How different is his style from those of Stuart and Daniel?
He''s very professional and efficient. Stuart''s quick, maybe faster, but it''s a different kind of mentality. [With Stuart] it''s more about just trying things and experimenting; he''s just a wizard on [Apple] Logic. Whereas I think Brendan''s just got so much experience and knows what he likes, and is very concise.
Did you use the same musicians with Brendan?
Different musicians. Brendan is a band in himself [laughs]. If you could clone him into four guys, I think you''d have an amazing band. He''s a great piano and organ player, and he''s amazing on the guitar. He also brought an instrument called the [Yamaha] Tenori-On. Have you heard of it?
Yes, it''s an electronic instrument.
Yeah, it''s on all three of the Brendan songs, and it''s amazing. I never associated any kind of electronic device with him, and he whipped this thing out right away [laughs].
So what kinds of sounds did he get on it? Just like synthy kind of things?
Yeah. And they just blend right in. When a lot of people think of synthesizers, their minds go toward OMD or Flock of Seagulls, or something like that. But it''s amazing the landscapes that can be provided by these things and the sentiments that follow.
And it can be really beautiful having real instruments, acoustic instruments, and electronic stuff mixing up.
A pad to me—as soon as a pad starts, I see the desert. I''m sure a lot of people don''t get that, but it''s very organic to me, that sense of openness and sort of ethereal—I don''t know what it is.
Which keyboards did you play on the album?
I''ve always kind of been conscious with The Killers to try to use something that I used on the first album. But I didn''t do that on this one. So maybe that''s one case where it''s going to be a little bit different. It was always the Nord Lead 2 and the MicroKorg. Those were just the things that I had enough money to have when we first started, and so they kind of made their way onto all three Killers records. But with Stuart, it''s a lot of presets from Logic.
Using synths in Logic?
Yeah, they''re as good as anything I''ve ever heard. It''s amazing. And at home, Stuart—he didn''t bring them with him, but he may have used them while he was mixing things and added things—you know, he''s got some great analog stuff at home.
Were most of your keyboard parts synth-based or were you also doing piano parts?
Mostly synths. I play piano on there, too, but it''s nothing to write home about.
What''s your songwriting process like? Do you just get an inspiration and jot it down, or do you sit at your piano and play to get inspired?
It''s kind of both; it kind of works each way. I take it as it comes. Sometimes I like to just sit down and see what happens, and then other times an idea will pop into my head and I''ll record it onto my phone. I''ll be looking like a crazy person singing into my phone [laughs].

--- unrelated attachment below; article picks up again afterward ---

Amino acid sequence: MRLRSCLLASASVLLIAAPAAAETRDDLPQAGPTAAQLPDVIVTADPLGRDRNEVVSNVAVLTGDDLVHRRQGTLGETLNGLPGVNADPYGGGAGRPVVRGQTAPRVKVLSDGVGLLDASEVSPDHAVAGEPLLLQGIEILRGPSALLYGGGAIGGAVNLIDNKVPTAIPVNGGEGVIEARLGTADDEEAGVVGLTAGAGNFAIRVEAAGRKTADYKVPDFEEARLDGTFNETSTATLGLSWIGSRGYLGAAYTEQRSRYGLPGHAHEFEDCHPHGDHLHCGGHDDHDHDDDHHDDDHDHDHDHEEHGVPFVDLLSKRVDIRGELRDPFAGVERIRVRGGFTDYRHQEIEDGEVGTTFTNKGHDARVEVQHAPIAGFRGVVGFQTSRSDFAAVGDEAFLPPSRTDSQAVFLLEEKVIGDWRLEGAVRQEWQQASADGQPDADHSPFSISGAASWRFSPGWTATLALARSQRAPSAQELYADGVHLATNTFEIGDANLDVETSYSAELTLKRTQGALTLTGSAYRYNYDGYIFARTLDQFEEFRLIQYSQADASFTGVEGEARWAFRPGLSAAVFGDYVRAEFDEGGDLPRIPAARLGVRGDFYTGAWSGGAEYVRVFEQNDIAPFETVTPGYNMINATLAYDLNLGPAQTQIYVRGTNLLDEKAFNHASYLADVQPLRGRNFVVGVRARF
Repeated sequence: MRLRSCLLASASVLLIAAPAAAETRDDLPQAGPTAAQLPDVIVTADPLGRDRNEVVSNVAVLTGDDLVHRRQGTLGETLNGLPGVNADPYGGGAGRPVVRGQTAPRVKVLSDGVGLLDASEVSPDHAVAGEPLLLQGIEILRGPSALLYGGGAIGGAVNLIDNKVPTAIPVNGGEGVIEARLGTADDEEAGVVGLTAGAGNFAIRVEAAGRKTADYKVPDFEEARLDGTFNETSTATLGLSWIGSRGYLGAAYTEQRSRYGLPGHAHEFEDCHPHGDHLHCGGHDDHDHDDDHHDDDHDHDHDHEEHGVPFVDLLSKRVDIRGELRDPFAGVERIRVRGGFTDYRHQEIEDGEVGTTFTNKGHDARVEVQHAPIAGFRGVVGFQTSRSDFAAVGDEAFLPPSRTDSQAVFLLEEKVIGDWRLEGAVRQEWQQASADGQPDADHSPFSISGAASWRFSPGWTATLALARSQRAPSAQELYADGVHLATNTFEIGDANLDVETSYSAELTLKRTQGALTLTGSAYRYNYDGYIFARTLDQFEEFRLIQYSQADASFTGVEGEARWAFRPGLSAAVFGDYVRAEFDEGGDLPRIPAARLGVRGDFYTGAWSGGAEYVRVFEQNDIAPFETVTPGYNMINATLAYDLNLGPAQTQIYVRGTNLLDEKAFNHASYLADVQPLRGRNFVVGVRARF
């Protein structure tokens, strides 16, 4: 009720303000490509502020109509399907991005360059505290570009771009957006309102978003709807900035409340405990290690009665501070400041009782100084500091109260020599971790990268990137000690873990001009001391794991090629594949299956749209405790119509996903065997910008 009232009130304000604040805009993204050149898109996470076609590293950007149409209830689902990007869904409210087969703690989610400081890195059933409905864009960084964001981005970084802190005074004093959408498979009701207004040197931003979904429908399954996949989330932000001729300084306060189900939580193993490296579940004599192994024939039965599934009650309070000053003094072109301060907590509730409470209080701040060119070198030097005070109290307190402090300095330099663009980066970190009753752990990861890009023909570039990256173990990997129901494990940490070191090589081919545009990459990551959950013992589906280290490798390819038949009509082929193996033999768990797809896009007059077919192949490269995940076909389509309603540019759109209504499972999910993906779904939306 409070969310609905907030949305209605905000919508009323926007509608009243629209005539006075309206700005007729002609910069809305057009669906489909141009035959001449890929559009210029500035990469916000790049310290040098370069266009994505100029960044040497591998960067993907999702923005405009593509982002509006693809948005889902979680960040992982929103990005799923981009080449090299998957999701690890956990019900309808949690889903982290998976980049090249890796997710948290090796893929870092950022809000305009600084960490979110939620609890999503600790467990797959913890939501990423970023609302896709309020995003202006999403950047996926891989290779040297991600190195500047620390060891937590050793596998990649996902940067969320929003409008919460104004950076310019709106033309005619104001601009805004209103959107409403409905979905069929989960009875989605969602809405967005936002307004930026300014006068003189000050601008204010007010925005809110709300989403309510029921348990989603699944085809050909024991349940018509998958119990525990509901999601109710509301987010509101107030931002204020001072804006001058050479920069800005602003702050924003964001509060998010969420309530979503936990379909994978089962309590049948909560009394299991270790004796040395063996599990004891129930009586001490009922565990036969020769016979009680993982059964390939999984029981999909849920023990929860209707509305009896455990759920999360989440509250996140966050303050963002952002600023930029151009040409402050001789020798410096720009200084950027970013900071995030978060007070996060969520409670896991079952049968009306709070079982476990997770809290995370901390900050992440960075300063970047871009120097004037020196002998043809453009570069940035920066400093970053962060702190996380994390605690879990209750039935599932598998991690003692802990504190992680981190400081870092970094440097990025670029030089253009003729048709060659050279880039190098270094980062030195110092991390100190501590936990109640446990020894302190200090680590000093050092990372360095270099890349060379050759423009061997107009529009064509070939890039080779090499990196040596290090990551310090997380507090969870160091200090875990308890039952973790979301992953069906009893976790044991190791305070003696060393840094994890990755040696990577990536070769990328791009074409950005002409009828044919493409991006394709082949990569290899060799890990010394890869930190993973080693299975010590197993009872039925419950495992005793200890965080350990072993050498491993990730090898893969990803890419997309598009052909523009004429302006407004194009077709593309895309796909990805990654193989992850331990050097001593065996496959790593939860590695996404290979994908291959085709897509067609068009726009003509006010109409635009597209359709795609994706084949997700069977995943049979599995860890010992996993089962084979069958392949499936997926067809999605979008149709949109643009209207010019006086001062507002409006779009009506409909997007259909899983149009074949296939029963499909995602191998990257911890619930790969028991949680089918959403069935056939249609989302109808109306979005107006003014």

When you were working on your preproduction demos with Robert Root, was it mainly keyboard and vocal tracks, or did you use any loops or anything?
There was a lot of getting world beats and loops and layering things and adding things, and trying to add percussion.
You mean live percussion?
Yeah, on top of these loops. There was a lot of that stuff going on. I like to be playful in the studio; it''s fun.
Were there any situations where you fell in love with the demo and couldn''t match the feel on the final version?
Yeah. I''m still going through the struggles of that. I guess they call it demo-itis. You know, I don''t know if it''s the simplicity or if it''s just that you like that it''s not perfect or you like that it sounds weathered, or whatever it is, [with] the demos. And then you hear this glossed-up, big version of the song, and it maybe doesn''t capture the sentiment as well as the demo did. I struggle with that every time we record.
Are you ever tempted to do an album that you just self-produce and don''t even go into a big studio?
Maybe. Yeah, I guess I would be afraid that it wouldn''t sound good enough. But I guess it''s a possibility.
Back to the multiple producers issue. Were you concerned about not having a cohesive sound across the whole album?
Yeah, I started to worry about that. I''ve never felt great about The Killers records; I''ve never felt like they, from front to back, were like a piece of art. I never thought it was like this work—this perfect, cohesive thing. I don''t think any of us really do. We struggled with that. So now I''m making it harder on myself [laughs].
Did you ever have to say to any of the producers, “This is really going off in the wrong direction”?
There were songs that didn''t make it that felt like they were just too different. I struggled with placing “Only the Young” next to all of these other songs.
That''s the slow one?
Yeah, it''s the only one that has a programmed beat. For me, it''s an amazing song; it''s just weird putting it next to the other ones. But it''s so good that it''s got to go on there.
Then there''s “On the Floor,” which has a bit of a country feel to it.
Yeah. There''s another version that''s even more country—Stuart brought that one into the future. Daniel was on his way to Las Vegas for a couple of days, just to meet. He hadn''t really heard much and he wanted to find out if he even, I think, liked me enough to do this. So he was coming just to shake my hand and just stare me in the eye, I think. And so I kind of wanted to impress him with something, and I knew he liked gospel music so I kind of conjured that one up.